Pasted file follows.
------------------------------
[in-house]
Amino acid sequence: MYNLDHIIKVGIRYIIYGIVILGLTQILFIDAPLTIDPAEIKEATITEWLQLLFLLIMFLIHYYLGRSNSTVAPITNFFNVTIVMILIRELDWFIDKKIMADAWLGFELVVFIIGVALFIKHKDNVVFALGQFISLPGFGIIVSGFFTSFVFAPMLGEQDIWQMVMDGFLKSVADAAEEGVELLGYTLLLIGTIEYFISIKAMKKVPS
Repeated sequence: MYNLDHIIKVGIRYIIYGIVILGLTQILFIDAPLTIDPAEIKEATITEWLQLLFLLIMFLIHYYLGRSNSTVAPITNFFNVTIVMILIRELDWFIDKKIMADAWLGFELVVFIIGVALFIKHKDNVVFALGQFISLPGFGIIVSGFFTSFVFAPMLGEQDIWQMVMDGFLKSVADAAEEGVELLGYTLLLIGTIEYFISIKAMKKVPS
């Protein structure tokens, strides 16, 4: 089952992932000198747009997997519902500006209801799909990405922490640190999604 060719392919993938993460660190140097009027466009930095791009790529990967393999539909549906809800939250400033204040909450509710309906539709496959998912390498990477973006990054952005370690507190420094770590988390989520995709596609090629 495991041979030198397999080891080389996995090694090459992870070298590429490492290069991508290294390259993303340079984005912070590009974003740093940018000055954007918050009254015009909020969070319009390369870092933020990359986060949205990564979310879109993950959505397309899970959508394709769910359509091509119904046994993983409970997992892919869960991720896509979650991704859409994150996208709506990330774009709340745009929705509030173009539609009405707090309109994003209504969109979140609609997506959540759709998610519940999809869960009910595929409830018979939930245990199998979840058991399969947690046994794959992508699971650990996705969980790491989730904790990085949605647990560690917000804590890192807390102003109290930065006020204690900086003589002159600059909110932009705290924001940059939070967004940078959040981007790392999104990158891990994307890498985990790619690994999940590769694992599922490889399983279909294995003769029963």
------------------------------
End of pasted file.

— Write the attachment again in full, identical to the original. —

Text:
[in-house]
Amino acid sequence: MYNLDHIIKVGIRYIIYGIVILGLTQILFIDAPLTIDPAEIKEATITEWLQLLFLLIMFLIHYYLGRSNSTVAPITNFFNVTIVMILIRELDWFIDKKIMADAWLGFELVVFIIGVALFIKHKDNVVFALGQFISLPGFGIIVSGFFTSFVFAPMLGEQDIWQMVMDGFLKSVADAAEEGVELLGYTLLLIGTIEYFISIKAMKKVPS
Repeated sequence: MYNLDHIIKVGIRYIIYGIVILGLTQILFIDAPLTIDPAEIKEATITEWLQLLFLLIMFLIHYYLGRSNSTVAPITNFFNVTIVMILIRELDWFIDKKIMADAWLGFELVVFIIGVALFIKHKDNVVFALGQFISLPGFGIIVSGFFTSFVFAPMLGEQDIWQMVMDGFLKSVADAAEEGVELLGYTLLLIGTIEYFISIKAMKKVPS
């Protein structure tokens, strides 16, 4: 089952992932000198747009997997519902500006209801799909990405922490640190999604 060719392919993938993460660190140097009027466009930095791009790529990967393999539909549906809800939250400033204040909450509710309906539709496959998912390498990477973006990054952005370690507190420094770590988390989520995709596609090629 495991041979030198397999080891080389996995090694090459992870070298590429490492290069991508290294390259993303340079984005912070590009974003740093940018000055954007918050009254015009909020969070319009390369870092933020990359986060949205990564979310879109993950959505397309899970959508394709769910359509091509119904046994993983409970997992892919869960991720896509979650991704859409994150996208709506990330774009709340745009929705509030173009539609009405707090309109994003209504969109979140609609997506959540759709998610519940999809869960009910595929409830018979939930245990199998979840058991399969947690046994794959992508699971650990996705969980790491989730904790990085949605647990560690917000804590890192807390102003109290930065006020204690900086003589002159600059909110932009705290924001940059939070967004940078959040981007790392999104990158891990994307890498985990790619690994999940590769694992599922490889399983279909294995003769029963």